Magi, Vol. 32

By Shinobu Ohtaka. Released in Japan by Shogakukan, serialized in the magazine Shonen Sunday. Released in North America by Viz. Translated by John Werry.

Once again, I finished a volume of Magi and thought about how to convey what I felt about it into a 150-word brief only to realize that I would need a bit more space. And so here we are, with Magi heading into what proved to be its final arc. You get the sense of a lot of strings being drawn back together here, as Sinbad’s ambiguity is becoming a bit less ambiguous – is he going to be the final Big Bad? – and we also get some excellent political drama. And yes, cynical readers will be shaking their heads and saying “you just wanted to gush that another of your ships is canon, didn’t you?”. And there is a bit of that, yes. I have been very fortunate – or perhaps my tastes are merely dull – in that most of my shonen ship preferences have tended to work out over the years. So I am happy to see Alibaba and Morgiana happy, no doubt. But there’s more to this volume.

Shinobu Ohtaka has come a long way as a shonen author from the days when I was reading Sumomomo Momomo and was thoroughly unimpressed. The fight scene that opens this volume is one of the best in the series, with lots of dynamic action and plot twists that are entertaining but don’t verge on ridiculous. It’s always hard to find a way to amp up the drama in scenes like these without heading into meme territory, with “this isn’t even my final form!”, etc. In fact, we even seem to make fun of that sort of thing, as Hakuryu makes a big dramatic deal of being stung by Arba’s possessive scorpion only for it to be him essentially mocking her (and the audience). It also helps that Arba is wearing Hakumei’s body here, as it’s entertaining to see so many insane and evil expressions on such a pretty face.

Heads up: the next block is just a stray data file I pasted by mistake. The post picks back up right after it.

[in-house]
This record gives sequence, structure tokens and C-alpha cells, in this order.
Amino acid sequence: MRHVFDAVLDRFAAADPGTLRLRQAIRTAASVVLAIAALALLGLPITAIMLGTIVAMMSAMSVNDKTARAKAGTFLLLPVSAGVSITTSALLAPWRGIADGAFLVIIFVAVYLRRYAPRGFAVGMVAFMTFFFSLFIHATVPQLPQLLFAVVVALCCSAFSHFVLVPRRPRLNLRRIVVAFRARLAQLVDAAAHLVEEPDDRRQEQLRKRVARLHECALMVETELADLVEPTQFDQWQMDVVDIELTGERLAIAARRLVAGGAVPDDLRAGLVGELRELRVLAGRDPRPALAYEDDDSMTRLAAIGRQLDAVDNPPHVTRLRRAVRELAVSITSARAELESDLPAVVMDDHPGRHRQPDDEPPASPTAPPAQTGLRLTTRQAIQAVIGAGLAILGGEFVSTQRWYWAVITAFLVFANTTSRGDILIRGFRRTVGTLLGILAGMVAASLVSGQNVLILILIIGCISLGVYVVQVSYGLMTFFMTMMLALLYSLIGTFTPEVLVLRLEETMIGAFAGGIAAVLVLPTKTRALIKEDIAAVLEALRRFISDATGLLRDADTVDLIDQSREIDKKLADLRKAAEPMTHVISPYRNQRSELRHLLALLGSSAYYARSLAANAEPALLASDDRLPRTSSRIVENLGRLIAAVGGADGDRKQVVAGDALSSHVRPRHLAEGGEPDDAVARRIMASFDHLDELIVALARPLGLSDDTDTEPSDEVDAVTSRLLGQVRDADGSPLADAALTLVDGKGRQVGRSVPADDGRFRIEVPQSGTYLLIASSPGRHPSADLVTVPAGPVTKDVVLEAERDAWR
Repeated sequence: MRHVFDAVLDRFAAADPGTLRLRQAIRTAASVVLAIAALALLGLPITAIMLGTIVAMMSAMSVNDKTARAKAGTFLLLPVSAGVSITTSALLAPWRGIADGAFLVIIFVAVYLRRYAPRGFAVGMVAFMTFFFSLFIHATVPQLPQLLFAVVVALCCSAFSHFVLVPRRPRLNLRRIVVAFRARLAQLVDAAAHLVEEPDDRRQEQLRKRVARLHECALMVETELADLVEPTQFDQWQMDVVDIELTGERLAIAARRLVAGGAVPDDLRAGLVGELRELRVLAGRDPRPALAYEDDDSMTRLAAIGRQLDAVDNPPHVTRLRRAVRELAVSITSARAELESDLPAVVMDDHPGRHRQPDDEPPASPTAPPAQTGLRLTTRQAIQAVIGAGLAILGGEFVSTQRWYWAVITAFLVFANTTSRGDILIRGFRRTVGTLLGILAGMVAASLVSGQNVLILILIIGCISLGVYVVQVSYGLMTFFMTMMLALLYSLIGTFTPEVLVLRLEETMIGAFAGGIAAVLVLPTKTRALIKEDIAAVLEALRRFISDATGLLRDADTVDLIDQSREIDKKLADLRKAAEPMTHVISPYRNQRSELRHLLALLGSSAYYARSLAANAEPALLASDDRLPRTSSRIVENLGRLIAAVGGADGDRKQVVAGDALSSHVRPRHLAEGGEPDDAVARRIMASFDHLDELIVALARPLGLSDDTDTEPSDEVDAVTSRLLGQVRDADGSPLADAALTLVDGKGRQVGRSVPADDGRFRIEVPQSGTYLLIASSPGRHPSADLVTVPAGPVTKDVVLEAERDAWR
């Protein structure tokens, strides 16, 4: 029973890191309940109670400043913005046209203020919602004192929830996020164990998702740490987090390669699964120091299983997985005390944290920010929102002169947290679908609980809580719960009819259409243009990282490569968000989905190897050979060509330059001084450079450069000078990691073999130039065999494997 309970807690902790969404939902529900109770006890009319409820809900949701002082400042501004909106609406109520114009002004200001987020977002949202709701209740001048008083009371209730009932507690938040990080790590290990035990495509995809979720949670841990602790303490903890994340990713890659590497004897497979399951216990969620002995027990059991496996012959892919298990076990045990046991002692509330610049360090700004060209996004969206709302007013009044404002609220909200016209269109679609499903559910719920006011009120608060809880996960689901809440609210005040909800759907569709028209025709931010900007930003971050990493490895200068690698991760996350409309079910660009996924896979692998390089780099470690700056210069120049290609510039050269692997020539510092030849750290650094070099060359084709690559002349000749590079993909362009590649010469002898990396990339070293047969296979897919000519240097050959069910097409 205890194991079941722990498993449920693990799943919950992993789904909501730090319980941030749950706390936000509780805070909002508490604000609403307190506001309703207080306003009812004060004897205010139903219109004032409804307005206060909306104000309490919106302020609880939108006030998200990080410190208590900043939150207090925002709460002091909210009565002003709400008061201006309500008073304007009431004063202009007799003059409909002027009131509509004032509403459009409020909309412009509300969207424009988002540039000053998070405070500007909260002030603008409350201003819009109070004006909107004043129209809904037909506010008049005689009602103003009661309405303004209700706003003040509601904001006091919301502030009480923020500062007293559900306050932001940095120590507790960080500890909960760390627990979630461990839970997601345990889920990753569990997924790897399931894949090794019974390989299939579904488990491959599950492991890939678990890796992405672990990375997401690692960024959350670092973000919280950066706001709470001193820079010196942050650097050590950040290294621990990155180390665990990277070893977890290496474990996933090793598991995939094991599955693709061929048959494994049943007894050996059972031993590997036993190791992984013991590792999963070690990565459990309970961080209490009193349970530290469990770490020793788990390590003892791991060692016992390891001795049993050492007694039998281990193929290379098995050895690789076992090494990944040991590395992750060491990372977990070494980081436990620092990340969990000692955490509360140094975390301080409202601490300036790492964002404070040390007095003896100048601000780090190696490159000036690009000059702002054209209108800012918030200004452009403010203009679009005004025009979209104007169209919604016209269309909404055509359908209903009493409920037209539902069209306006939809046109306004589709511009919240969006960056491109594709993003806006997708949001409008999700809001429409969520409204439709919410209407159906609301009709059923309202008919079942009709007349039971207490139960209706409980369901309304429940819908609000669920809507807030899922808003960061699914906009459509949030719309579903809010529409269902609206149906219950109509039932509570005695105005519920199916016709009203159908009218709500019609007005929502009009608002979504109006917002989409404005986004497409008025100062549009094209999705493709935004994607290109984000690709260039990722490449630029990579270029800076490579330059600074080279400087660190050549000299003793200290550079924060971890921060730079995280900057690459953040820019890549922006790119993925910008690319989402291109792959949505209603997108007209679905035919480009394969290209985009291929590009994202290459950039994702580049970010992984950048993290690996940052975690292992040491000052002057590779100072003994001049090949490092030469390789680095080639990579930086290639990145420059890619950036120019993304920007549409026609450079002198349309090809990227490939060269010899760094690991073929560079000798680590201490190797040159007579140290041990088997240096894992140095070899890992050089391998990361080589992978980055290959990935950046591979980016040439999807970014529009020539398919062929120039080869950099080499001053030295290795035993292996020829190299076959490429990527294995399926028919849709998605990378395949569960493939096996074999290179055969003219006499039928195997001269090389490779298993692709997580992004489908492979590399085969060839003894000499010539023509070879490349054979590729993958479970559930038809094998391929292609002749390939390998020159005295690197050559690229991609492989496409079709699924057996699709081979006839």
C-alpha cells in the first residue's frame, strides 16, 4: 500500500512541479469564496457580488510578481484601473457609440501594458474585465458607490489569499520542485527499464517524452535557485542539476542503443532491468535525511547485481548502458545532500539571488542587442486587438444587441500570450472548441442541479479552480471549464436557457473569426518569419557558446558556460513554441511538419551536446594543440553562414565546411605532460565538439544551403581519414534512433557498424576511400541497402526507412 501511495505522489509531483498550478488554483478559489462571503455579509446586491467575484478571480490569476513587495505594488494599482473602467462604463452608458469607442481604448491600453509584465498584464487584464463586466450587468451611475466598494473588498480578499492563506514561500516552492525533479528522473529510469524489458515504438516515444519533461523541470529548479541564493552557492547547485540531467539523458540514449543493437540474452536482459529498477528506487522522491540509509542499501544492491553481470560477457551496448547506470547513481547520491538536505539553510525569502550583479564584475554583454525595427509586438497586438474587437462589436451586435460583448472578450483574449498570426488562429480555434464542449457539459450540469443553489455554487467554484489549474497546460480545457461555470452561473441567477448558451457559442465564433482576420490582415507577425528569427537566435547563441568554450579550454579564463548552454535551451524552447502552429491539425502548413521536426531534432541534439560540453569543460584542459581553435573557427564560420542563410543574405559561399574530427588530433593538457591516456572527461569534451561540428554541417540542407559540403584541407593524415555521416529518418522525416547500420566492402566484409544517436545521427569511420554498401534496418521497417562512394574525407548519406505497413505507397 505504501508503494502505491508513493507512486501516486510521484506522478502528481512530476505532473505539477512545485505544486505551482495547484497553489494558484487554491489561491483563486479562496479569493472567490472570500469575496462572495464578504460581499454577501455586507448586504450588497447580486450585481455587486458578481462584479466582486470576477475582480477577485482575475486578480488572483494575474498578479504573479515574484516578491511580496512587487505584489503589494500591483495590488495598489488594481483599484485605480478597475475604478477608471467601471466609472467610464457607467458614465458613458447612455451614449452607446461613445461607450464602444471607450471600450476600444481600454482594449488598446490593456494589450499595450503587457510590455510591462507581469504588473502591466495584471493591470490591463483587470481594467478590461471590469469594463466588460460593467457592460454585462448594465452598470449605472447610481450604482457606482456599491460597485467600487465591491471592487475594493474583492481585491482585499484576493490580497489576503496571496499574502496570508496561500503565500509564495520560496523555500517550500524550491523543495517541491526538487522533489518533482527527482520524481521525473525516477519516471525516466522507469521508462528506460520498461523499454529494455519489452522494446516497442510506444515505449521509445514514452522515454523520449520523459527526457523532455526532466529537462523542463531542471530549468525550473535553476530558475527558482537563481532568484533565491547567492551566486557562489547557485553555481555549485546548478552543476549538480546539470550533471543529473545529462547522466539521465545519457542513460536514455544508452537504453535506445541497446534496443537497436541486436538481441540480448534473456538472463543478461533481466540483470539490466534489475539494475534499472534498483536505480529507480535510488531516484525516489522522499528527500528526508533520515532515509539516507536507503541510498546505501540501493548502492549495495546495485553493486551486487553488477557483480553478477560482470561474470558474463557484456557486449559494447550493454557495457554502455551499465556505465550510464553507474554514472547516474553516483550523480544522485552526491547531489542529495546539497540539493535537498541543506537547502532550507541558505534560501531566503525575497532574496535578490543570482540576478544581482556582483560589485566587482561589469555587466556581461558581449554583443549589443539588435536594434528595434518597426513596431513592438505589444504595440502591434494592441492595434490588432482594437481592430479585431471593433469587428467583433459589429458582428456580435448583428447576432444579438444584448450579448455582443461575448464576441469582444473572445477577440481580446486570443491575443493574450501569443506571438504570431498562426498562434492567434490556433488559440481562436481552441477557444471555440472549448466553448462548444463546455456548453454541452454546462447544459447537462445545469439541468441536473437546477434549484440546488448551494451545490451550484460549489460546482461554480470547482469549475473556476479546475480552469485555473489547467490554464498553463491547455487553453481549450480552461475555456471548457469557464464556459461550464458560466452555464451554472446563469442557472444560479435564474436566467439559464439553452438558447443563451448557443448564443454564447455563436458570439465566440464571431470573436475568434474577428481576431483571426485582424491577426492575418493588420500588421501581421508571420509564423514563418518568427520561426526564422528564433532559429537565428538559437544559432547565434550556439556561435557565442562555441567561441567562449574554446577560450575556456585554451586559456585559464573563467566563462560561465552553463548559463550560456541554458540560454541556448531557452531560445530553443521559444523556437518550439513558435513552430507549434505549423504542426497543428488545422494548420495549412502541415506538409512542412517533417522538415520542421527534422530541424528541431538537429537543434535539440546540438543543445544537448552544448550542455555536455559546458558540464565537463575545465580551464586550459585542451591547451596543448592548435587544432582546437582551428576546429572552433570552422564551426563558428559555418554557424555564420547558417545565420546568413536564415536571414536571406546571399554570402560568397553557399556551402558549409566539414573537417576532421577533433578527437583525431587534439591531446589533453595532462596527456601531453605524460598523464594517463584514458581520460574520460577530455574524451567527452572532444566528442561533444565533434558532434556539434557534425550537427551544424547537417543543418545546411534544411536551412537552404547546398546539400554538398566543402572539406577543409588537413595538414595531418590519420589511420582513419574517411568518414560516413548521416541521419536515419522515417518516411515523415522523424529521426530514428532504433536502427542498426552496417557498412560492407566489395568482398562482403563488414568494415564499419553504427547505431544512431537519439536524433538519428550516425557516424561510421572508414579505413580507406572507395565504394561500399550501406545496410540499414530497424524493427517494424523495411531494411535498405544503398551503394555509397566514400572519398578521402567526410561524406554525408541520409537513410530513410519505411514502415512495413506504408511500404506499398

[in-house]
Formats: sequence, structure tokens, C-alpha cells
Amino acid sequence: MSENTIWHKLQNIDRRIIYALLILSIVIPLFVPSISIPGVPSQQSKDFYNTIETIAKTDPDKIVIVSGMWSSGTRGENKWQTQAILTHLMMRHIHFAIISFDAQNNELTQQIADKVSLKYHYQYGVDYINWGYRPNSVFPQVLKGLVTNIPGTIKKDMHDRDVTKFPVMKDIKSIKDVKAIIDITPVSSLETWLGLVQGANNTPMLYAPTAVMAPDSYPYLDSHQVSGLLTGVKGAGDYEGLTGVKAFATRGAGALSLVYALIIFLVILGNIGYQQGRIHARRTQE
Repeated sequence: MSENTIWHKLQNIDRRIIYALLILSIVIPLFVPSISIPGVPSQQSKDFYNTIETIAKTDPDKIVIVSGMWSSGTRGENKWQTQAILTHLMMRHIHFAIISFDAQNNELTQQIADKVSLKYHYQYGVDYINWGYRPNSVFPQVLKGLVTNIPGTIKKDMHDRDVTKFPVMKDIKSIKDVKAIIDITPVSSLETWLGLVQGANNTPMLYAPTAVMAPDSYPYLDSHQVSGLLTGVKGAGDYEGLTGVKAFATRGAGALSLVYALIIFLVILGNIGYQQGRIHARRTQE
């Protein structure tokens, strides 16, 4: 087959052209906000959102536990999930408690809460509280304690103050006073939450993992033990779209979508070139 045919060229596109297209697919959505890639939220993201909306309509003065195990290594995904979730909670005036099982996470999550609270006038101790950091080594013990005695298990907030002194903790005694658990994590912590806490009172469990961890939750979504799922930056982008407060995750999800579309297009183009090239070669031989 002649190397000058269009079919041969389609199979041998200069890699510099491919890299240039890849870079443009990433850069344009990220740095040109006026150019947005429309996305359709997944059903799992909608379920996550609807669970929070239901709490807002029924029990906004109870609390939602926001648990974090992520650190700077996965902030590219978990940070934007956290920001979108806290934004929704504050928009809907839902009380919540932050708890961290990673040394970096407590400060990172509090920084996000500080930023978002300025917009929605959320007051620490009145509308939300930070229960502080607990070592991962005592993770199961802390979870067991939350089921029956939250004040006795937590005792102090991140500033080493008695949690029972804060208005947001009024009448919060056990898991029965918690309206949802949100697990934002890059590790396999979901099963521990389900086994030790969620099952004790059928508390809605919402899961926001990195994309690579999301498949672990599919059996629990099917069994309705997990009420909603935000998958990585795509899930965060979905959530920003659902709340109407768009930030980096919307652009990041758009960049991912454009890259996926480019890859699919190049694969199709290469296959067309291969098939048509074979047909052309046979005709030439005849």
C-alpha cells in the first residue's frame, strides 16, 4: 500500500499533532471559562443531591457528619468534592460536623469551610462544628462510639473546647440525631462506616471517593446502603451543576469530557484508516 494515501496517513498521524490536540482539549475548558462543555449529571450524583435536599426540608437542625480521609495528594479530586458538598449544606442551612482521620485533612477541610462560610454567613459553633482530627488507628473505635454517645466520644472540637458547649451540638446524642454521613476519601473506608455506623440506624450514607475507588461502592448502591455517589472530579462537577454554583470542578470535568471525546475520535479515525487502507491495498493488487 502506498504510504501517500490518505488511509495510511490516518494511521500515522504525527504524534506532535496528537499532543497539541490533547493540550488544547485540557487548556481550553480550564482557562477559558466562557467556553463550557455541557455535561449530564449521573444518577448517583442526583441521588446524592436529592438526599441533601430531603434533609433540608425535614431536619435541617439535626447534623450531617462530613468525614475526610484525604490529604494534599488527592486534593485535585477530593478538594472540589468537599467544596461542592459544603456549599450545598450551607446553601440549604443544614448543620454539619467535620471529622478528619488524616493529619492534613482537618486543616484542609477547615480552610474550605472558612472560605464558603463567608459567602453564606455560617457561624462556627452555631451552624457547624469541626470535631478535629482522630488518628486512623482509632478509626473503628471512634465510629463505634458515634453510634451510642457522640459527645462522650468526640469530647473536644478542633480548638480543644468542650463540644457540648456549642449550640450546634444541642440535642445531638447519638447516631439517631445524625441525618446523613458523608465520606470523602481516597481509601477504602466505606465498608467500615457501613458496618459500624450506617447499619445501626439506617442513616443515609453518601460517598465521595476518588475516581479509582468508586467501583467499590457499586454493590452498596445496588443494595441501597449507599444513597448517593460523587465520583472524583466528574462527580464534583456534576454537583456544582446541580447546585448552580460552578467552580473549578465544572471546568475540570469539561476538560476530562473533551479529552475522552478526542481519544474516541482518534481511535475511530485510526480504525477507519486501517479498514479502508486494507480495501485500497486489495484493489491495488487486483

The second half of the book is romance and politics, as Alibaba and Morgiana reunite (though, in one of the few ‘bad art’ parts of the book, Morgiana looks about twelve years old in the panel where Alibaba sees her) and he almost immediately proposes. It’s a good proposal, as he draws on the fact that peace has returned to the land and many are starting families to express the desire to start his own. We also get judicious flashbacks that show off just how far Morgiana and Alibaba have come from the start of the series (Morgiana also gets in some awesome kicks in the fight scene I mentioned earlier, by the way). Still, the spotlight may be taken away from them a little by Kogyoku, who is struggling with being the leader of the Kou Empire but finds her inner resolve and decides to break away from Sinbad and have the nation struggle on its own. It’s a brave decision, and I suspect Sinbad is really not going to like it.

Magi does not get as much attention as the other big shonen series out there, possibly as it’s in Shonen Sunday and thus couldn’t get the buzz of weekly updates that Jump subscribers get. But it’s really stayed at a high level of quality for some time. With only five volumes to go, readers should look forward to seeing how the series handles its big finish.

Magi, Vol. 21

By Shinobu Ohtaka. Released in Japan by Shogakukan, serialization ongoing in the magazine Shonen Sunday. Released in North America by Viz.